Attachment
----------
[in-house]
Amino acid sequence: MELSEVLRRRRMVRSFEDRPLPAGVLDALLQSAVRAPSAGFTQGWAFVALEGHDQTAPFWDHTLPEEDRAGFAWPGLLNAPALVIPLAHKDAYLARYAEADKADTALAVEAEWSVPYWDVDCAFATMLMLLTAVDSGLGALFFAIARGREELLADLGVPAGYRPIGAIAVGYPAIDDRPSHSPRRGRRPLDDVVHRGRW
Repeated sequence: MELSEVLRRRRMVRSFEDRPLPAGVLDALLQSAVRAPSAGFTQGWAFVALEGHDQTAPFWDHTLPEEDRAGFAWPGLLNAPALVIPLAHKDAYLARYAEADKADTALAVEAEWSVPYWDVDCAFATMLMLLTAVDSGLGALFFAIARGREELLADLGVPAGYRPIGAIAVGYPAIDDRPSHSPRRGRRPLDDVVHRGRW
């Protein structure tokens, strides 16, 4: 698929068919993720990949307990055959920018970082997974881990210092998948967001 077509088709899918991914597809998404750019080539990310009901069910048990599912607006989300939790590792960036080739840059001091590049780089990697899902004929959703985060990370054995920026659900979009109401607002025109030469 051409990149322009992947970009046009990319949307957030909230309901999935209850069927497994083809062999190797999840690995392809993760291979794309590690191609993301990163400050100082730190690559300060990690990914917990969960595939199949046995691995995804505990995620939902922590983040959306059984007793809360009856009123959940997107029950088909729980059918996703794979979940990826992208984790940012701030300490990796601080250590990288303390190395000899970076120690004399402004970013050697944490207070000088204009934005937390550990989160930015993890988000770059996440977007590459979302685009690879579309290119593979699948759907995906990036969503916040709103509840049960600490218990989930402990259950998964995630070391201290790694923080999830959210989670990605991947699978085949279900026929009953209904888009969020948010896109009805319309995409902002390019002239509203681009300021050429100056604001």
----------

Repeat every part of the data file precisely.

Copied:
[in-house]
Amino acid sequence: MELSEVLRRRRMVRSFEDRPLPAGVLDALLQSAVRAPSAGFTQGWAFVALEGHDQTAPFWDHTLPEEDRAGFAWPGLLNAPALVIPLAHKDAYLARYAEADKADTALAVEAEWSVPYWDVDCAFATMLMLLTAVDSGLGALFFAIARGREELLADLGVPAGYRPIGAIAVGYPAIDDRPSHSPRRGRRPLDDVVHRGRW
Repeated sequence: MELSEVLRRRRMVRSFEDRPLPAGVLDALLQSAVRAPSAGFTQGWAFVALEGHDQTAPFWDHTLPEEDRAGFAWPGLLNAPALVIPLAHKDAYLARYAEADKADTALAVEAEWSVPYWDVDCAFATMLMLLTAVDSGLGALFFAIARGREELLADLGVPAGYRPIGAIAVGYPAIDDRPSHSPRRGRRPLDDVVHRGRW
């Protein structure tokens, strides 16, 4: 698929068919993720990949307990055959920018970082997974881990210092998948967001 077509088709899918991914597809998404750019080539990310009901069910048990599912607006989300939790590792960036080739840059001091590049780089990697899902004929959703985060990370054995920026659900979009109401607002025109030469 051409990149322009992947970009046009990319949307957030909230309901999935209850069927497994083809062999190797999840690995392809993760291979794309590690191609993301990163400050100082730190690559300060990690990914917990969960595939199949046995691995995804505990995620939902922590983040959306059984007793809360009856009123959940997107029950088909729980059918996703794979979940990826992208984790940012701030300490990796601080250590990288303390190395000899970076120690004399402004970013050697944490207070000088204009934005937390550990989160930015993890988000770059996440977007590459979302685009690879579309290119593979699948759907995906990036969503916040709103509840049960600490218990989930402990259950998964995630070391201290790694923080999830959210989670990605991947699978085949279900026929009953209904888009969020948010896109009805319309995409902002390019002239509203681009300021050429100056604001």